18. 18. Catchment to the Coast: Hubbard Brook Type Coastal Ecosystem Studies
    19. 19. SCIENCE, 27 August 2005 Katrina 2005
    20. 20. 23 Healthy very tall wetlands being cut for the access channel of the MRGO (Mississippi River Gulf Outlet) EXTENSIVE CYPRESS SWAMPS EXTENSIVE AREAS OF REED SWAMPS 5-6 M HIGH
    21. 21. 5. Major Disturbance to social systems; included floods and hurricane events; flooding that threaten public safety and economic development – Federal Responsibility and Response Built Infrastructure
    22. 22. 1. Regional coastal ‘hubbard brooks’ – case studies of regional trends as research, education, and outreach opportunities.Goal: Widespread use of ecosystem-based approaches to managing land, water and living resources in coastal areas. Goal: Restored function and productivity of degraded ecosystems. Goal: Sound scientific information to support ecosystem-based approaches to managing the coastal environment. Healthy Coastal Ecosystems 3. Catchment to the Coast: Have to leverage with other professional units within university land grant system – and beyond ! 2. Calibrate Cause and Effect: Synthesis of long term trends at ecosystem level –build confidence in how we restore coastal ecosystems (diagnostics vs prescription). 4. Plan for the Reorganization Phase: Be prepared with variety of coastal hazards to provide clear, sound, and balanced ecosystem perspectives.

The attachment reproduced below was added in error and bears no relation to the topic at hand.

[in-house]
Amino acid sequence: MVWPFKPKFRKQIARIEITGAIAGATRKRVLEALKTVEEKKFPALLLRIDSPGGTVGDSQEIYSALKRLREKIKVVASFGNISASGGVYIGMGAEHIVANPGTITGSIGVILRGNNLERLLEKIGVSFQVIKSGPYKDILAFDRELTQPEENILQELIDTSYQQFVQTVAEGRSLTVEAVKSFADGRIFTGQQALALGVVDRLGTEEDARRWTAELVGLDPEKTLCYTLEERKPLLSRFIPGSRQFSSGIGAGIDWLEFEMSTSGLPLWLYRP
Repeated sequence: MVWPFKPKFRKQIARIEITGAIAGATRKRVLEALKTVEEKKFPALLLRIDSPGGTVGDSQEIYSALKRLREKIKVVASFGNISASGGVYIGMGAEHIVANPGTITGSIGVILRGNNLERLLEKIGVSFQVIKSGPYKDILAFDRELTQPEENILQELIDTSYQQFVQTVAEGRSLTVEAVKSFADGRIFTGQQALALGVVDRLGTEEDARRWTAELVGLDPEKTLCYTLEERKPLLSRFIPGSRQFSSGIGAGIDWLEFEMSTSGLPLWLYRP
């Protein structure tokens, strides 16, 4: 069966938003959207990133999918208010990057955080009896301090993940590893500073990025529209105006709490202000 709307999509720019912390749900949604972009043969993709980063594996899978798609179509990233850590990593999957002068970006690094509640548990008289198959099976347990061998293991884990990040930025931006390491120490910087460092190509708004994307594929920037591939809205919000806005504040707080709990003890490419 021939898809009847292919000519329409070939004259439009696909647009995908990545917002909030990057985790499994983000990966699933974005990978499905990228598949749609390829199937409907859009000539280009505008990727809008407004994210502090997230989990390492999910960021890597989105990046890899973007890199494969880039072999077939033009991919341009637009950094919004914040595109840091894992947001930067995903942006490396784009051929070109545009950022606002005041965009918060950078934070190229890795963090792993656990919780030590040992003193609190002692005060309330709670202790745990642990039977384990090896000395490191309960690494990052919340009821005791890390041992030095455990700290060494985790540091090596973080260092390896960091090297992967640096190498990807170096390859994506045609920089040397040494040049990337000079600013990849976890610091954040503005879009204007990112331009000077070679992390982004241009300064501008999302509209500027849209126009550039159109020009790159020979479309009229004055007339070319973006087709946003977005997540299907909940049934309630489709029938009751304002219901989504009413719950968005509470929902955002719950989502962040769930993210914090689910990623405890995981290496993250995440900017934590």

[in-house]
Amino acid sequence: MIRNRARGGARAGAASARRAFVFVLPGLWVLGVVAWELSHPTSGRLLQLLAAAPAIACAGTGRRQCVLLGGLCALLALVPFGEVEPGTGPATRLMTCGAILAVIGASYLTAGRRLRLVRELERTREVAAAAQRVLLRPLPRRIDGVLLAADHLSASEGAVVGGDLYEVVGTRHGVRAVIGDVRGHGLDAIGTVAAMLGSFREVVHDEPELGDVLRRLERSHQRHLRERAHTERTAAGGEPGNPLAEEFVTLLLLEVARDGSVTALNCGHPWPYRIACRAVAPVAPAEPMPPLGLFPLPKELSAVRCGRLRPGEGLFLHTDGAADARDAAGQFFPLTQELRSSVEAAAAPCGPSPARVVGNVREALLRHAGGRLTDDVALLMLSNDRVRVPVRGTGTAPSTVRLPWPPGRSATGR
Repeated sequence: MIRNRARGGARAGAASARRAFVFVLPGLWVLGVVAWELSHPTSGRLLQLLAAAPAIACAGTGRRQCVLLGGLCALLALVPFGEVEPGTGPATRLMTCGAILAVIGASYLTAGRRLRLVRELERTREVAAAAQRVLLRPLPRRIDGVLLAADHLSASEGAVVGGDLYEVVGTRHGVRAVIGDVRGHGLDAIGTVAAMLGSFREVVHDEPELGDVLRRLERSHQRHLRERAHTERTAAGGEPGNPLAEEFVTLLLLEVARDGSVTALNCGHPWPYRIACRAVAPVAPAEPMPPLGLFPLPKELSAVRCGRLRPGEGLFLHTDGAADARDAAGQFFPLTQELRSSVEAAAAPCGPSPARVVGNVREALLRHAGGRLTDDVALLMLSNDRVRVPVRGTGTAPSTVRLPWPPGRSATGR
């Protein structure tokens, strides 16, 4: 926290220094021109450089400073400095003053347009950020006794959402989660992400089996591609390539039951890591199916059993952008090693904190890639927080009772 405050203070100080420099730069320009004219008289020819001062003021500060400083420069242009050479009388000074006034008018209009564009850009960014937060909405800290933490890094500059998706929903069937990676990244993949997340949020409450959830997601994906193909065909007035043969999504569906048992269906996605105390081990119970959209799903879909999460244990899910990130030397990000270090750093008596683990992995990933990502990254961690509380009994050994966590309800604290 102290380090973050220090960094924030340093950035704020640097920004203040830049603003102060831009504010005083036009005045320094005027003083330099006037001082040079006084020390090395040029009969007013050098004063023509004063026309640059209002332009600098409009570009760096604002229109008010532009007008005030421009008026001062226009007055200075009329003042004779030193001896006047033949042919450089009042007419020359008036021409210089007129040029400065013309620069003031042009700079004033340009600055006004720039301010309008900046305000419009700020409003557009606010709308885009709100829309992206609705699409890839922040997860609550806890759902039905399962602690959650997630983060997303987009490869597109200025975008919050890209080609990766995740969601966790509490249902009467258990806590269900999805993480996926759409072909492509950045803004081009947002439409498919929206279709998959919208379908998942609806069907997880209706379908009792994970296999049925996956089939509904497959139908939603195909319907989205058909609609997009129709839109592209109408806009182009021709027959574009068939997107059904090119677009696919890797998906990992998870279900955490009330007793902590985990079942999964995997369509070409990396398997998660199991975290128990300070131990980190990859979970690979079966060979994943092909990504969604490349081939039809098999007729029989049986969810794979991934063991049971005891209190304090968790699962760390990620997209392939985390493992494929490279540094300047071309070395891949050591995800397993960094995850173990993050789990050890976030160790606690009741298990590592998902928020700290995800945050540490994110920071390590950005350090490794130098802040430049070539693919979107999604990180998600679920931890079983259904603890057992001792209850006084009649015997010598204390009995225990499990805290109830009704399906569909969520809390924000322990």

23. 23. Coastal Sustainability Studio LSU Sponsored by the America Wetlands Foundation with support from Chevron Corporation
    24. 24. Goals Building with Nature - self sustaining ecosystems Intelligent storm and flood protection Productive innovative economy Dynamic and sustainable community Bayou Bienvenue
    25. 25. Baton Rouge New Orleans Atchafalaya River Basin Lake Charles Lafayette Houma Old River Control Gulf of Mexico Managing the Mississippi: Flood Control that Compliments Restoration
    26. 26. Baton Rouge New Orleans Atchafalaya River Basin Lake Charles Lafayette Houma Old River Control Gulf of Mexico
    27. 27. Managing the Mississippi: From Flood Control to Controlled Flood Baton Rouge New Orleans Atchafalaya River Basin Lake Charles Lafayette Houma Old River Control Gulf of Mexico Wax Lake Diversion Terrebonne Diversion Bayou LaFourche Diversion Davis Pond Diversion MRGO/LaLoutre Diversion
    28. 28. Building on the Urban Edge: Lower 9th Ward Wetland Center
    29. 29. Building on the Urban Edge: Lower 9th Ward, New Orleans
    30. 30. Design Process Stage 4: Scenarios Industry and Jobs Wetland regenerationRecreationHousing and Neighborhoods The Productive Landscape Scenario 1 Scenario 2 Scenario 3
    31. 31. The Transformation of the River: The Future